A Mortgage Shoppers To-Do List

Before shopping for a new home, getting a preapproved mortgage lined up several weeks before closing is essential; you also want to look at what mortgage brokerages are offering. Often you can find a competitive rate with excellent terms provided by an advisor who offers mortgages.

Often the mortgage rates advertised by your bank are higher than rates that a mortgage broker can find. Also, avoid restrictions on making lump-sum payments or high fees if you need to leave the mortgage before renewal.

Your checklist:

  • If you own a current home, get it evaluated
  • Get your credit score from Equifax or allow a brokerage to acquire it
  • Taxes and assessments from the last two years
  • Careful accounting of your household income
  • Assess your liabilities, such as credit cards and loans
  • Assess your assets held in investments and savings accounts
  • Have enough for a down payment on hand
  • Also, have enough cash for closing expenses for legal fees, mortgage and title insurance, and transfer taxes.
  • Budget for extras such as buying new appliances or condo fees if applicable
  • Research the meaning of mortgage contract terms as it applies to each specific company offering a lower rate. Know about:
    • Variable rates
    • Fixed rates
    • Open versus closed mortgage
  • A line of credit works well if you are going to renovate.

Establishing your Mortgage down payment

 

Establishing your Mortgage down payment

Accumulating a down payment for a first-time homebuyer or a reno can be a challenge. Many younger adults have other obligations such as student loans, rent, and basic monthly expenses.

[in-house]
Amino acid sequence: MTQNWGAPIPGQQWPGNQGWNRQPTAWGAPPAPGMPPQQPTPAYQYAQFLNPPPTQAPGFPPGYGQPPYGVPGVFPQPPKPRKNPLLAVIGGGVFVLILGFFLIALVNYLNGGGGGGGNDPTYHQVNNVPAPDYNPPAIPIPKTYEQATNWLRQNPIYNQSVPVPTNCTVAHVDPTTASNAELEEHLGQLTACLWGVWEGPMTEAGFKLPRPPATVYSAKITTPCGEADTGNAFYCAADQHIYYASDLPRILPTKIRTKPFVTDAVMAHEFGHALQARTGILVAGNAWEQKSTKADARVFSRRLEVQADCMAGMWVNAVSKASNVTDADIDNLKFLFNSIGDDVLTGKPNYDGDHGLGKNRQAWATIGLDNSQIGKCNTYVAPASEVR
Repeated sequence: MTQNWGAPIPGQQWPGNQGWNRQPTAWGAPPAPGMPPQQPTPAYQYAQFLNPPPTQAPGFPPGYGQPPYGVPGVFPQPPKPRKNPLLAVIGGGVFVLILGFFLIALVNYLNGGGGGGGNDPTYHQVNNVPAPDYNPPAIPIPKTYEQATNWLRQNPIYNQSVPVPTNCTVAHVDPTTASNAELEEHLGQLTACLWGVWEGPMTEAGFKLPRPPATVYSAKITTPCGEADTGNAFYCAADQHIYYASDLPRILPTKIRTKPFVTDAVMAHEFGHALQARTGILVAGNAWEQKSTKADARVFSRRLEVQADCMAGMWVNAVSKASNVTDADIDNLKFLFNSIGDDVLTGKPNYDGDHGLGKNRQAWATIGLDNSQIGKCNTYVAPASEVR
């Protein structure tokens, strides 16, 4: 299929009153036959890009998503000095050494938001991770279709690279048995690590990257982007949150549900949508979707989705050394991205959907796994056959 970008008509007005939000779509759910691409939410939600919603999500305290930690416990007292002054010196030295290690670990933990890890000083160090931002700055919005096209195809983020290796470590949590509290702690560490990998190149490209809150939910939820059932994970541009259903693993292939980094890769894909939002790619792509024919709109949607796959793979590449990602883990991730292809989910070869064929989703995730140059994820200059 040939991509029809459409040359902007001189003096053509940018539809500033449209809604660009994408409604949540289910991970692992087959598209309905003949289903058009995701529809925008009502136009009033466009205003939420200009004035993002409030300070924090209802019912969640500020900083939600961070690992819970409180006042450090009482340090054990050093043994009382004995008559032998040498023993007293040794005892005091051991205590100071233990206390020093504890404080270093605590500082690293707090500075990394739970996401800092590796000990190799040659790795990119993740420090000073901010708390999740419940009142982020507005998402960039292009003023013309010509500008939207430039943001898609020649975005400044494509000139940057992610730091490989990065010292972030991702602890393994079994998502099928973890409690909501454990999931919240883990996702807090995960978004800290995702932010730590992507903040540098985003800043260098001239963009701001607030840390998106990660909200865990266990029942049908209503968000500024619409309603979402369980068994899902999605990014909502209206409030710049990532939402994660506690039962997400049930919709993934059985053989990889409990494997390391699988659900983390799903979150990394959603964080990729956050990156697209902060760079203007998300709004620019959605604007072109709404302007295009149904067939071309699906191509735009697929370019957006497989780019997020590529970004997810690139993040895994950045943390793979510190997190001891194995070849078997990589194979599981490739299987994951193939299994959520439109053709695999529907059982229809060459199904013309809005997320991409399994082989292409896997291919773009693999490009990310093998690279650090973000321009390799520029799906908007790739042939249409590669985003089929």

What are some tactical options to enable you to acquire a down payment:

  1. First, consider what you can afford By calculating what you truly can afford for a down payment or a renovation plan if you are considering staying in your current home, we can look at the refinancing scenarios. By calculating your post-reno value, you may be eligible for more mortgage money.
  2. Your RRSP may have the answer The Home Buyers’ Program (HBP) allows first-time home buyers up to $25,000 withdrawal (double that for a couple to $50,000). This manoeuvre is tax-free from accessible RRSPs. Consider that you will be taking on the responsibility of establishing a repayment plan. Canada Revenue Agency (CRA) allows the HBP insofar as you pay back your RRSP funds at approximately 1/15 of the funds borrowed per year, over 15 years. If those monies are not paid back on time, they will be taxed as income at your going rate.
  3. A tax-free gift of money Gifted funds from a parent or a blood relative may provide a downpayment. A written document must be provided, indicating that the funds are a gift without any requirement to pay back the money.
  4. A loan from a friend or relative Perhaps a grandparent or a friend can loan you the down payment with a fair interest rate, with a manageable repayment agreement. Consider also using other borrowed funds or using an unsecured line of credit.
  5. Consider a lower-priced starter home Consider a fixer-upper or a lower priced first home. With current lower interest rates, pay down the mortgage as quickly as possible. Then with your good credit rating, apply your new equity to purchase your dream home.

The necessity of a licensed mortgage agent